--bwlimit how to
Tue, 3 Sep 2002 13:33:09 -0500 (CDT)
> Very cool. I added this to the FAQ at
> with some editing. Tell me if you mind and I'll take it down. I also
> edited it a bit so you may want to look at it and make sure it is
> still OK.
I don't mind. I'm sure it will help people and keep you from getting so
many emails asking about bwlimit!
You might also want to put a URL to a source for cstream in there as
only people who've read your list archives will have a clue what we're
> One question though: it looks like only ssh's output is getting
> piped into cstream. I suppose this is appropriate since the source
> directory is remote. Would the commands have to be rearranged if the
> source directory is local?
You mean (local source, remote destination)? You must, because the
(local source, local destination) permutation wouldn't really benefit
from a bwlimit :-)
Good point. It works for my setup because I'm limiting the bandwidth
coming into my box, which is acting as the rdiff-backup client. I have
no need to limit the outgoing bandwidth usage.
If you were to reverse it (local source, remote dest), then it would
seem necessary to reverse the pipe ordering as you say.
In fact, I just tested:
'cstream -v 1 -t 10000 | ssh %s '\''rdiff-backup --server'\'' | cstream -t 10000'
and it seems to work. That would apply a limit in both directions. I
don't think you'd ever really want to do this though as really you just
want to limit it in one direction. Also, note how I only -v 1 in one
direction. You probably don't want to output stats for both directions
as it will confuse whatever script you have parsing the output. I guess
it wouldn't hurt for manual runs however.
So taking off the last cstream you get:
* rdiff-backup --remote-schema
'cstream -v 1 -t 10000 | ssh %s '\''rdiff-backup --server'\'
I haven't tested that to see if the limiting works as we'd expect, but
The only other option would be to put cstream in the ssh command like:
'ssh %s '\''cstream -v 1 -t 10000 | rdiff-backup --server'\'
I'm wracking my brain trying to determine what the difference between
that and the last option would be, if any. I guess with this last
example you are limiting the incoming bandwidth on the remote dest box,
as contrasted to limiting the outgoing bandwidth on the local src box.
Network buffering will mean they should give slightly different
behaviours, with the former probably being "burstier", but the overall
bandwidth limit should still be valid.
Come to think of it, the same notes should apply, in reverse, to my
original usage of (remote src, local dest).
* rdiff-backup --remote-schema
'ssh %s '\''rdiff-backup --server | cstream -v 1 -t 10000'\'
This may actually be preferable to eliminate the "burstiness" of
limiting it on the local destination.
In fact, I've just changed my script to do it this way. It seems to
work perfectly. Thanks for making me think more about this!
So if you want to update your FAQ, use the 2 examples I've marked with
*'s as they, in theory, should be the best methods.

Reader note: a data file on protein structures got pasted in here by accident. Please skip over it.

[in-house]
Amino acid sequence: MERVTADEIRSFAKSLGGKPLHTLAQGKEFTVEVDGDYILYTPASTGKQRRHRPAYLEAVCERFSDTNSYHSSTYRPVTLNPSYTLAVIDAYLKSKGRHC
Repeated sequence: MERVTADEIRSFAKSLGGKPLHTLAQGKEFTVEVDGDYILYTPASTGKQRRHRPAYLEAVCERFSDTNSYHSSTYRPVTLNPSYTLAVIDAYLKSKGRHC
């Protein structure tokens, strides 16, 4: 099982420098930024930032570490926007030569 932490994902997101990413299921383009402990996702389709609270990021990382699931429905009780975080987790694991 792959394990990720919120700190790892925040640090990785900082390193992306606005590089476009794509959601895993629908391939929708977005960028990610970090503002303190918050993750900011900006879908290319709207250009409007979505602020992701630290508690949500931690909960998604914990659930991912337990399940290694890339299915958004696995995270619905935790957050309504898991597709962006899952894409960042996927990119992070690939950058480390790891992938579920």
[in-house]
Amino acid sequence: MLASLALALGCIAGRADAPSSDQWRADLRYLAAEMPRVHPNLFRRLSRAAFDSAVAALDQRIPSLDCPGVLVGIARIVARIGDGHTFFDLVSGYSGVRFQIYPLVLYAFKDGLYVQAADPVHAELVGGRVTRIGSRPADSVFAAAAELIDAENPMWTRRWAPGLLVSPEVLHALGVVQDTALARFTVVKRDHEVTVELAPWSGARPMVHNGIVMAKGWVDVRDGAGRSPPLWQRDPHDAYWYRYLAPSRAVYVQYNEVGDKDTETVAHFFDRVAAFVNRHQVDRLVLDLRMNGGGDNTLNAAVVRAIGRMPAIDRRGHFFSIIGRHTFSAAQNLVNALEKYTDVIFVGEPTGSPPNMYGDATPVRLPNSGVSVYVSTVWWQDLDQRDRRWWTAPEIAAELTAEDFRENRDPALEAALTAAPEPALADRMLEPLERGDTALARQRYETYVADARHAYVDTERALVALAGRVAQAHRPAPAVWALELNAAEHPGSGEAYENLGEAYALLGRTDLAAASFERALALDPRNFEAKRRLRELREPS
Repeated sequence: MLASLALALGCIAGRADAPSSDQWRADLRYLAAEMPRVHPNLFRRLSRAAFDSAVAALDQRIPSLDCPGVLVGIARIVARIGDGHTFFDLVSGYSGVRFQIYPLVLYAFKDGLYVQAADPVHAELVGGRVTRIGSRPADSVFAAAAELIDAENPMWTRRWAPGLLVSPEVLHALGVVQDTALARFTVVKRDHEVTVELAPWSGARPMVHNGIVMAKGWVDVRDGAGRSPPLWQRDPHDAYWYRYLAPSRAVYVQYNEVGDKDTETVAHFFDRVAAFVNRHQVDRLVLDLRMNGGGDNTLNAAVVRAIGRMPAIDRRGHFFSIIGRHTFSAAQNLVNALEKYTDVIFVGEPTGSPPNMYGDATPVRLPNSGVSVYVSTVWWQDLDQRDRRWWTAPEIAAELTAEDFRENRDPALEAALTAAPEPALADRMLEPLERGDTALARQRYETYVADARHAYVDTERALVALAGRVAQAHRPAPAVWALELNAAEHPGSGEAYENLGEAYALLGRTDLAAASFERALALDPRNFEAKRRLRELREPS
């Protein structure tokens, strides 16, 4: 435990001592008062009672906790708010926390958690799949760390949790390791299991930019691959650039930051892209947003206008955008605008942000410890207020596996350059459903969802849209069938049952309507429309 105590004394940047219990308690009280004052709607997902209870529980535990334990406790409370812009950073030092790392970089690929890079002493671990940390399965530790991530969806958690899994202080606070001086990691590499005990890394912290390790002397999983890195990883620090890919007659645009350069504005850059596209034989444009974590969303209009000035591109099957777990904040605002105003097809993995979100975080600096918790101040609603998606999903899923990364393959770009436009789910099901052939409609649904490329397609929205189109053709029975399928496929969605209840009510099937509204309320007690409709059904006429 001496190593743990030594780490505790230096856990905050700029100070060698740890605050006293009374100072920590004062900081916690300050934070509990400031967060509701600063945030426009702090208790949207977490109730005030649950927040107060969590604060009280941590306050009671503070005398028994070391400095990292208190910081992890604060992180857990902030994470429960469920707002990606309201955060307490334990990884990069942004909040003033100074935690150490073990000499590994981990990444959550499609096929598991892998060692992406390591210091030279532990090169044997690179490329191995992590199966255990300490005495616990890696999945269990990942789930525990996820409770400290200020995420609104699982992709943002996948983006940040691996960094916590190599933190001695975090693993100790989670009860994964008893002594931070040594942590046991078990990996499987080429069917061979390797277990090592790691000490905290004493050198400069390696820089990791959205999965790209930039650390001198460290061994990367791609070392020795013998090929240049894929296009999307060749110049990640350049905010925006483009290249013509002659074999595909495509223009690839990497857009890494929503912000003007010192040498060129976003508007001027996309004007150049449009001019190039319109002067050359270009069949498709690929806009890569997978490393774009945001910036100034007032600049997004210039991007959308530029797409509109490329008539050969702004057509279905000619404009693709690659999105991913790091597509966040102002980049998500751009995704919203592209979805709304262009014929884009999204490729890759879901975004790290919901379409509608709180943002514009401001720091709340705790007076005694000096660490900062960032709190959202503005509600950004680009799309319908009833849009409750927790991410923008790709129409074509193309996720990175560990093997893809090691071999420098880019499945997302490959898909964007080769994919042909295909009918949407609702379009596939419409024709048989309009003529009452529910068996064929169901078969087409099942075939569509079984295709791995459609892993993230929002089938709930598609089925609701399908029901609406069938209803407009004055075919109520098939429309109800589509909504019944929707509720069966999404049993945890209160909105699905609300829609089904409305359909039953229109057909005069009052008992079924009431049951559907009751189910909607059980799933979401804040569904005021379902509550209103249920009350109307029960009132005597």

One last thing: I'm trying to determine whether cstream limits bandwidth
on a per second basis or on a total-connect-time-average basis. I'm
suspecting the latter. By this I mean that it will "bank" bandwidth
during low or no transmission periods. rdiff-backup can spend a lot of
time thinking, especially on big files, so there will be periods of time
where nothing is being transmitted. If it "banks" the time then there
could be 30 seconds of no bw usage, then an initial burst of traffic
when rdiff-backup actually sends some data that could potentially
saturate your network interface connection before the "bank" runs out
and it goes back to your specified limit.
I'm only guessing at this, as I'm hard pressed to find an easy method of
testing this. However, this would make it extremely bursty and somewhat
contrary to what I want to achieve with --bwlimit.
>From the cstream man page:
-t num Limit the throughput of the data stream to num bytes/second.
Limiting is done at the input side, you can rely on cstream not
to accept more than this rate. cstream accumulates errors and
tries to keep the overall rate at the specified value, not just
every single read or pairs of reads in isolation.
That would seem to indicate my suspicions are correct. :-(
This leads me to a suggestion. rdiff-backup should either multithread
or fork into 2 processes so that while a file's data is transferring, it
can be calculating the next file and getting it ready for potential
transfer. That way you keep the data pipe busy at all times, instead of
the think - transfer - think - transfer burstiness it seems to do now.
I'm not saying that this is imperative or you should triple the
complexity of the code to do this... (I am a programmer and know how
this stuff works)... but if you ever do a rewrite it would be something
to think about.
Phew, long email! I'll leave it at that for now. Hopefully this will
be helpful to someone (including me!).